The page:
Israeli architect, theorist, teacher and military strategist. He studied at the Technische Hochschule, Karlsruhe, where he qualified as an architect in 1922. He settled in Palestine in 1923 and taught from 1926 in the Department of Architecture at the Technion, Haifa, as an assistant to Alexander Baerwald. His first independent designs in Palestine were in Haifa: Beit Hapoalim (‘workers’ house’; 1926) and the adjacent 2000-seat amphitheatre (1927). They were composed in an austere and restrained early modernist style evocative of the Viennese architects Otto Wagner and Josef Hoffmann and contrasting emphatically with existing Romantic eclectic architecture. In 1928 he won the competition for the National Institutions Building in Jerusalem, designed with an articulate, classical plan tempered by an early modern language in local stone; it is still considered his most significant contribution to the development of a local modernist style. The Kupat Holim Building (1929–30...

Article

David Mannings

(b Plympton, Devon, July 16, 1723; d London, Feb 23, 1792).

English painter, collector and writer. The foremost portrait painter in England in the 18th century, he transformed early Georgian portraiture by greatly enlarging its range. His poses, frequently based on the Old Masters or antique sculpture, were intended to invoke classical values and to enhance the dignity of his sitters. His rich colour, strong lighting and free handling of paint greatly influenced the generation of Thomas Lawrence and Henry Raeburn. His history and fancy pictures explored dramatic and emotional themes that became increasingly popular with both artists and collectors in the Romantic period. As first president of the Royal Academy in London, he did more than anyone to raise the status of art and artists in Britain. His Discourses on Art, delivered to the students and members of the Academy between 1769 and 1790, are the most eloquent and widely respected body of art criticism by any English writer.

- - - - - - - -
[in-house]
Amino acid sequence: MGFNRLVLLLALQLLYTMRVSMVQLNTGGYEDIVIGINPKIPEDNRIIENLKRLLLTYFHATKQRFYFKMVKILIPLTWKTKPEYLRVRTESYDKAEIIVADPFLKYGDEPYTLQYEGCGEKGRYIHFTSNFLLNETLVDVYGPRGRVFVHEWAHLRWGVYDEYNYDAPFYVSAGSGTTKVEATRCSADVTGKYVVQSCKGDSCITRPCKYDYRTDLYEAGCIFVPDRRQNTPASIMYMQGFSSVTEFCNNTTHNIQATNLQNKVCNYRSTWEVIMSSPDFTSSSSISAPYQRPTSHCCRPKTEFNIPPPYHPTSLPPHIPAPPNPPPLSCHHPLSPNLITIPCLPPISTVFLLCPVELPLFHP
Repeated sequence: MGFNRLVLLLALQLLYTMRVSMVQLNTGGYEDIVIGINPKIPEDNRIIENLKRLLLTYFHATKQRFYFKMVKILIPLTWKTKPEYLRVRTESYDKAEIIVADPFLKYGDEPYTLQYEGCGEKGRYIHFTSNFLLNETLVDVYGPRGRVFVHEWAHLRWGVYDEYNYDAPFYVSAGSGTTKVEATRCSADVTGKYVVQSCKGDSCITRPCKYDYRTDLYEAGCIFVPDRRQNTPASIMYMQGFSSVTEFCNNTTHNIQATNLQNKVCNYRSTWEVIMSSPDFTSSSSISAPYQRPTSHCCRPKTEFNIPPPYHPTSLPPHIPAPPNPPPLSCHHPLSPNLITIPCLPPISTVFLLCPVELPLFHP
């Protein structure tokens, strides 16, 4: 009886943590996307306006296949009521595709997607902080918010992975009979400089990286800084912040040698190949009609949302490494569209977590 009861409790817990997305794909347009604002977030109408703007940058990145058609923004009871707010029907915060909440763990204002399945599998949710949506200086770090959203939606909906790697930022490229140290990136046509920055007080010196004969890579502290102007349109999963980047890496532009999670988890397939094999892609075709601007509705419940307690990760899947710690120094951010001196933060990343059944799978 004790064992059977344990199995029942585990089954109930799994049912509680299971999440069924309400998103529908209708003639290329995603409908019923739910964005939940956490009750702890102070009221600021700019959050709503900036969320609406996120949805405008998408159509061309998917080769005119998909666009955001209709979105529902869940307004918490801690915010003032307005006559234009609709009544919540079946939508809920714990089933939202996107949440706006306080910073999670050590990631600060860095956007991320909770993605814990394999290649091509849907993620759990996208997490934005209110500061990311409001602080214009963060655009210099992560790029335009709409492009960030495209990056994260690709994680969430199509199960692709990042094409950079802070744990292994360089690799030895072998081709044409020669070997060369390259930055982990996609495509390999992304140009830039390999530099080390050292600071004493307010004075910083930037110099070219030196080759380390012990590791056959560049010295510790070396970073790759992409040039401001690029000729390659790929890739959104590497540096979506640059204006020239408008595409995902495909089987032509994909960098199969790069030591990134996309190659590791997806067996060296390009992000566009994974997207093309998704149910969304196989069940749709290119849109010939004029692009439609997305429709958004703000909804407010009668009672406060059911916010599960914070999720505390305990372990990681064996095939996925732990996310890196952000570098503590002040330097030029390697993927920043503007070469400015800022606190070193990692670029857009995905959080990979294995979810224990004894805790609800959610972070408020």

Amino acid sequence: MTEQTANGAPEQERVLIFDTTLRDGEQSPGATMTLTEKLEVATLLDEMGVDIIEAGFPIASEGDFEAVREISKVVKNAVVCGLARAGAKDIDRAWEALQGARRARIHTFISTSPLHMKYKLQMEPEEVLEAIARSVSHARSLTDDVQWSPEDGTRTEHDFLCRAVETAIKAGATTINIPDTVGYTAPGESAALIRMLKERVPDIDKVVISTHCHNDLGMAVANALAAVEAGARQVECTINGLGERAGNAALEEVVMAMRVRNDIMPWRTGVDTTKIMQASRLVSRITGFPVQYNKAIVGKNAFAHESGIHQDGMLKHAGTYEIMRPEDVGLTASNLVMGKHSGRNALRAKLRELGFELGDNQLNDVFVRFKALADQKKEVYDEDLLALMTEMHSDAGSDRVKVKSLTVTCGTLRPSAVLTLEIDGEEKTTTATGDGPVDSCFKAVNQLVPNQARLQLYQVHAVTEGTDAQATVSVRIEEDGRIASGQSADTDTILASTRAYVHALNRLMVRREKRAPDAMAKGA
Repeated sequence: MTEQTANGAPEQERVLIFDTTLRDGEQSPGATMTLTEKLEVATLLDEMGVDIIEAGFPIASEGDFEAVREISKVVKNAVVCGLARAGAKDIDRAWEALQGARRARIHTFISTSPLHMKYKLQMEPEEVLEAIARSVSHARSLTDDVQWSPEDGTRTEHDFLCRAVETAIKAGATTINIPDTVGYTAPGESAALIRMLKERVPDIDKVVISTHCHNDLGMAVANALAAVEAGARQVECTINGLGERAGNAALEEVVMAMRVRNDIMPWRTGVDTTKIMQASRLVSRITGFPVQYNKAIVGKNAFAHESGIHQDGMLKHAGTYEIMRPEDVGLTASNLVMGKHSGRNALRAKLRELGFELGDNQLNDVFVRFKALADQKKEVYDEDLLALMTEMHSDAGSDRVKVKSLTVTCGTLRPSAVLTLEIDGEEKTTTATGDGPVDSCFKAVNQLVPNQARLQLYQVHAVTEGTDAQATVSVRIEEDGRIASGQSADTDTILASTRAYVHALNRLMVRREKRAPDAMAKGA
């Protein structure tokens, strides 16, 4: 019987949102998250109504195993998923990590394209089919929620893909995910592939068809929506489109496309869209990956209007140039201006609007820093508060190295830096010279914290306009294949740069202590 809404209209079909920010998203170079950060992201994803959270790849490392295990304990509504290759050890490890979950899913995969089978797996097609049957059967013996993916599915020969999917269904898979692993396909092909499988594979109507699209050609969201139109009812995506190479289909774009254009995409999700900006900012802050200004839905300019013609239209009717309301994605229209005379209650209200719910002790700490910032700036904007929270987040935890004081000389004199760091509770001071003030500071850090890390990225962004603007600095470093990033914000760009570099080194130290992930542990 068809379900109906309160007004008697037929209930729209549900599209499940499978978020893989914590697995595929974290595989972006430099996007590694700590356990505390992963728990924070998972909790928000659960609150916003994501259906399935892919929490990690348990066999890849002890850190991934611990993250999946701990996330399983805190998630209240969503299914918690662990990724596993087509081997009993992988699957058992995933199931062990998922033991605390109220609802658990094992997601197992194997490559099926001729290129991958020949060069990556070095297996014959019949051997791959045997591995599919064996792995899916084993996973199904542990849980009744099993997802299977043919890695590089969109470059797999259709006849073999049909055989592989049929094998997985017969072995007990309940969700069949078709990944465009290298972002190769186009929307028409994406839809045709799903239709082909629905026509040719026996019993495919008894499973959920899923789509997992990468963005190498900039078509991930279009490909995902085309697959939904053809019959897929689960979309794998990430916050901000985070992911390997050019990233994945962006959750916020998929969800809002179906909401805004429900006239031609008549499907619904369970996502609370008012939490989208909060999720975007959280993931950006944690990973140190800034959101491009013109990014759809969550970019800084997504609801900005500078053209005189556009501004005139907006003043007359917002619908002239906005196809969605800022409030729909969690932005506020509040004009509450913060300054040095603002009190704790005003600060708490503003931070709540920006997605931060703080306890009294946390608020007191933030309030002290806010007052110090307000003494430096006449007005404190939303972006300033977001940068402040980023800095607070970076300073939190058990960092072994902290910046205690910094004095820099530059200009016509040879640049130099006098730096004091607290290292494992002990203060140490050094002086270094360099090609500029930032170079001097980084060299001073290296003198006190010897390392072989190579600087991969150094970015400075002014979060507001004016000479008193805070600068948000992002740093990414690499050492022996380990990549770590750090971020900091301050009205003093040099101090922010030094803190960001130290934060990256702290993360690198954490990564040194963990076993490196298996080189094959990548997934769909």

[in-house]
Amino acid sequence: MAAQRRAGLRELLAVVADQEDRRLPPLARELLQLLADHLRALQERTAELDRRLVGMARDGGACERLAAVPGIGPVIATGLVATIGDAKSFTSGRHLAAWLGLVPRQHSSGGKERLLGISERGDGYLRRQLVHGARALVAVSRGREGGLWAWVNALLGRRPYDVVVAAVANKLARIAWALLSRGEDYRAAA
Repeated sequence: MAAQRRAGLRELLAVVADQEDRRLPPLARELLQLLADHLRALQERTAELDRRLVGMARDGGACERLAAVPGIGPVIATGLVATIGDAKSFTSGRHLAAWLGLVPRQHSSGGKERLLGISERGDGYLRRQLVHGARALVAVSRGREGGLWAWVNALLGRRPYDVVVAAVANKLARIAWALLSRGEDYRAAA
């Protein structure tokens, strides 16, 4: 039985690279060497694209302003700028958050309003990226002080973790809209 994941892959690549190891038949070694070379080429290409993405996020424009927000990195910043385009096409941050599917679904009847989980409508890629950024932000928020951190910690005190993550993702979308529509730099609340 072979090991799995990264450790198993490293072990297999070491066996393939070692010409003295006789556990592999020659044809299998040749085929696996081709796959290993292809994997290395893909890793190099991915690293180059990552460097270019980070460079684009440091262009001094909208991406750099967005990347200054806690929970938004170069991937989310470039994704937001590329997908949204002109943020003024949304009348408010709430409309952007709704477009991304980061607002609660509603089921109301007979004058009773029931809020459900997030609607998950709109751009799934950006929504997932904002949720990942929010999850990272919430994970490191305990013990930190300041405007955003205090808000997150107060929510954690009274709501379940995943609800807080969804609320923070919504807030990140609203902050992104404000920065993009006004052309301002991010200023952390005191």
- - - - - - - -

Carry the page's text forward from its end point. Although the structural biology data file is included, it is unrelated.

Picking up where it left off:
Although Reynolds’s father, a fellow of Balliol College, Oxford, and master of Plympton Grammar School, had intended that his son train as an apothecary, Joshua chose instead to seek fame as a painter. In ...

Article

W. Ali

(b Lod [Lydda], March 1930; d Lebanon, July 4, 2006).

Palestinian painter and art historian. The son of a fruit and vegetable merchant, he began to draw and paint in 1936. In 1948 he was one of the refugees to reach Khan Yunis in Gaza where he became a street vendor before becoming a teacher. In 1950 he went to Cairo, and was the first Palestinian to enrol at the College of Fine Arts. During his three years of training, he painted Palestinian subjects in a classical, realistic manner. In 1953 he returned to Gaza and held the first one-man exhibition in Palestine. Following his graduation in 1954, he arranged the first Palestinian group exhibition at the Officers’ Club, Zamalek, in Cairo, entitled The Palestinian Refugee. The same year he received a scholarship from the Italian government to study at the Accademia di Belle Arte in Rome. Shammout was not only the first modern Palestinian artist to study art formally, but the first to execute works where the content was strongly Palestinian and politicized, dealing with the suffering of the people and the loss of their homeland....

Article

Uriel M. Adiv

(b Jaroslaw, Poland, May 28, 1900; d Tel Aviv, July 26, 1984).